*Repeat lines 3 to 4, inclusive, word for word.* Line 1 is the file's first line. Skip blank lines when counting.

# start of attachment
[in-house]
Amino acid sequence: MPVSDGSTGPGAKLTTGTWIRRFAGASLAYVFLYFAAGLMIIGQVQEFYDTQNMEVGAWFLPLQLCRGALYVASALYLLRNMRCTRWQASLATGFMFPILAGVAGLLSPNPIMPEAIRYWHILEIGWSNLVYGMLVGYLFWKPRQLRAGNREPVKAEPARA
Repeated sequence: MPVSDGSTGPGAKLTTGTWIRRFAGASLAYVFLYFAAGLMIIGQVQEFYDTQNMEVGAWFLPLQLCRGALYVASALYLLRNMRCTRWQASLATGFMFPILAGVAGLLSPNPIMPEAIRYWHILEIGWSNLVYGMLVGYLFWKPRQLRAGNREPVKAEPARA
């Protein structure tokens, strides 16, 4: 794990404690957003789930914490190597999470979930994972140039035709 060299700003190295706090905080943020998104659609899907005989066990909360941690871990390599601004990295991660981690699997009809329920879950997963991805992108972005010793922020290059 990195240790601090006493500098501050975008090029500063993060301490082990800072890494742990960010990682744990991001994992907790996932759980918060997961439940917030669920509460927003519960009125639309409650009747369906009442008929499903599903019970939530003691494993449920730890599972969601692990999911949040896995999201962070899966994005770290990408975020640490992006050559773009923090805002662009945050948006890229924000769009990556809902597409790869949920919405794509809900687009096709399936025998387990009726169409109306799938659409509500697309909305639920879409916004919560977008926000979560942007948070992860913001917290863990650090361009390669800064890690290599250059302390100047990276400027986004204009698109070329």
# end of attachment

Repeated sequence: MPVSDGSTGPGAKLTTGTWIRRFAGASLAYVFLYFAAGLMIIGQVQEFYDTQNMEVGAWFLPLQLCRGALYVASALYLLRNMRCTRWQASLATGFMFPILAGVAGLLSPNPIMPEAIRYWHILEIGWSNLVYGMLVGYLFWKPRQLRAGNREPVKAEPARA
């Protein structure tokens, strides 16, 4: 794990404690957003789930914490190597999470979930994972140039035709 060299700003190295706090905080943020998104659609899907005989066990909360941690871990390599601004990295991660981690699997009809329920879950997963991805992108972005010793922020290059 990195240790601090006493500098501050975008090029500063993060301490082990800072890494742990960010990682744990991001994992907790996932759980918060997961439940917030669920509460927003519960009125639309409650009747369906009442008929499903599903019970939530003691494993449920730890599972969601692990999911949040896995999201962070899966994005770290990408975020640490992006050559773009923090805002662009945050948006890229924000769009990556809902597409790869949920919405794509809900687009096709399936025998387990009726169409109306799938659409509500697309909305639920879409916004919560977008926000979560942007948070992860913001917290863990650090361009390669800064890690290599250059302390100047990276400027986004204009698109070329």